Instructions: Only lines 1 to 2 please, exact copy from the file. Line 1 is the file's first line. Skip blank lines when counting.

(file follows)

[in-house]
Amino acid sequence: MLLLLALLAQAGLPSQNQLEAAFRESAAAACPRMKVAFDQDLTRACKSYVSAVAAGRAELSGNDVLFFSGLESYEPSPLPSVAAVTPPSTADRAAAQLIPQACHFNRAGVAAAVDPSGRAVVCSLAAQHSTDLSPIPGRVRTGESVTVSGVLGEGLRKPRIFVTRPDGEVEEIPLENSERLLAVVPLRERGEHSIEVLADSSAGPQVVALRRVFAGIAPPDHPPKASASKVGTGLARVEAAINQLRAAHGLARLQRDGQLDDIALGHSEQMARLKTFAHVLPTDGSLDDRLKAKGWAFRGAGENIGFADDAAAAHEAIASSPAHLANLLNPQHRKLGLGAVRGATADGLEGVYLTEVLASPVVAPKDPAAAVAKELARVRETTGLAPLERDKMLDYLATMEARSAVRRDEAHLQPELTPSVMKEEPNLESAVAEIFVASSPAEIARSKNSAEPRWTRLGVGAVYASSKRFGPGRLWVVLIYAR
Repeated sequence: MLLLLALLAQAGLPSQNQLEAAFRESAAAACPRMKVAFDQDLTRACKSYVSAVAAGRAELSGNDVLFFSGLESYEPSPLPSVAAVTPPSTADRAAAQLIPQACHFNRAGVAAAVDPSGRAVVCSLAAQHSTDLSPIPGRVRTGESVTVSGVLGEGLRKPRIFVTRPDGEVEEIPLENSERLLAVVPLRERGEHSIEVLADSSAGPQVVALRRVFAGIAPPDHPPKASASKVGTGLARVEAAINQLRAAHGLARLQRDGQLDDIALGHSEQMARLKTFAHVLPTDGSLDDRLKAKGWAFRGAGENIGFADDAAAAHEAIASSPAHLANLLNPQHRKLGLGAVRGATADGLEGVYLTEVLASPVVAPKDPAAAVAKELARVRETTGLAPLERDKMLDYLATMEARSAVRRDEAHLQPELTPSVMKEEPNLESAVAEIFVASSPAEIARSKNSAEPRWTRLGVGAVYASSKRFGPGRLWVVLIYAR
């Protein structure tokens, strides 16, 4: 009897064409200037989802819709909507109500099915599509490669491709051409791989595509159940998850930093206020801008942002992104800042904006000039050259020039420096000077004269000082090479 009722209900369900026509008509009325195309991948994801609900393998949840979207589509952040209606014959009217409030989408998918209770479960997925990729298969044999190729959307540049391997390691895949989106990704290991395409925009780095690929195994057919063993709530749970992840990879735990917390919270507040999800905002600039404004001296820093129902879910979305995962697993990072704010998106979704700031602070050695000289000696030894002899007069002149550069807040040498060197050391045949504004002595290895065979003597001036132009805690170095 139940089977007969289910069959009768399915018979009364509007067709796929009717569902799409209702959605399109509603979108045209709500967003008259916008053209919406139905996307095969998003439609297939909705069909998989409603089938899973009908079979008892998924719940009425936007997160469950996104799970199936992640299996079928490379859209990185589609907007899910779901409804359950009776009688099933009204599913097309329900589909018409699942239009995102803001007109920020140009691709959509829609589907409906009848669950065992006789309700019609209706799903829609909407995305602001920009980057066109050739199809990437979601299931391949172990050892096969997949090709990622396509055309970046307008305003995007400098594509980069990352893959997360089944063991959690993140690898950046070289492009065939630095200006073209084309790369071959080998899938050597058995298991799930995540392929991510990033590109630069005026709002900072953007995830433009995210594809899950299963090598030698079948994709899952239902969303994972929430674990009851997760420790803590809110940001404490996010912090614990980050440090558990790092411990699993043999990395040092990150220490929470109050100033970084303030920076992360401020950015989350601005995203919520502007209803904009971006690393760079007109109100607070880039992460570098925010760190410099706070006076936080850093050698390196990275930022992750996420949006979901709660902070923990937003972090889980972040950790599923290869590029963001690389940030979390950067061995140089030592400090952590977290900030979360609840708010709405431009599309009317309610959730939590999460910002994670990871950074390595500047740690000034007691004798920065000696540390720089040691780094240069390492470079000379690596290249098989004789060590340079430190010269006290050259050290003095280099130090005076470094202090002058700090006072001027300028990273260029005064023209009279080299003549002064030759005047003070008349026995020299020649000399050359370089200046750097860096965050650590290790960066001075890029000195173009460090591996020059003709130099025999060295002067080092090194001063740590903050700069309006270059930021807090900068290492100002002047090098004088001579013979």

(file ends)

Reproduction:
[in-house]
Amino acid sequence: MLLLLALLAQAGLPSQNQLEAAFRESAAAACPRMKVAFDQDLTRACKSYVSAVAAGRAELSGNDVLFFSGLESYEPSPLPSVAAVTPPSTADRAAAQLIPQACHFNRAGVAAAVDPSGRAVVCSLAAQHSTDLSPIPGRVRTGESVTVSGVLGEGLRKPRIFVTRPDGEVEEIPLENSERLLAVVPLRERGEHSIEVLADSSAGPQVVALRRVFAGIAPPDHPPKASASKVGTGLARVEAAINQLRAAHGLARLQRDGQLDDIALGHSEQMARLKTFAHVLPTDGSLDDRLKAKGWAFRGAGENIGFADDAAAAHEAIASSPAHLANLLNPQHRKLGLGAVRGATADGLEGVYLTEVLASPVVAPKDPAAAVAKELARVRETTGLAPLERDKMLDYLATMEARSAVRRDEAHLQPELTPSVMKEEPNLESAVAEIFVASSPAEIARSKNSAEPRWTRLGVGAVYASSKRFGPGRLWVVLIYAR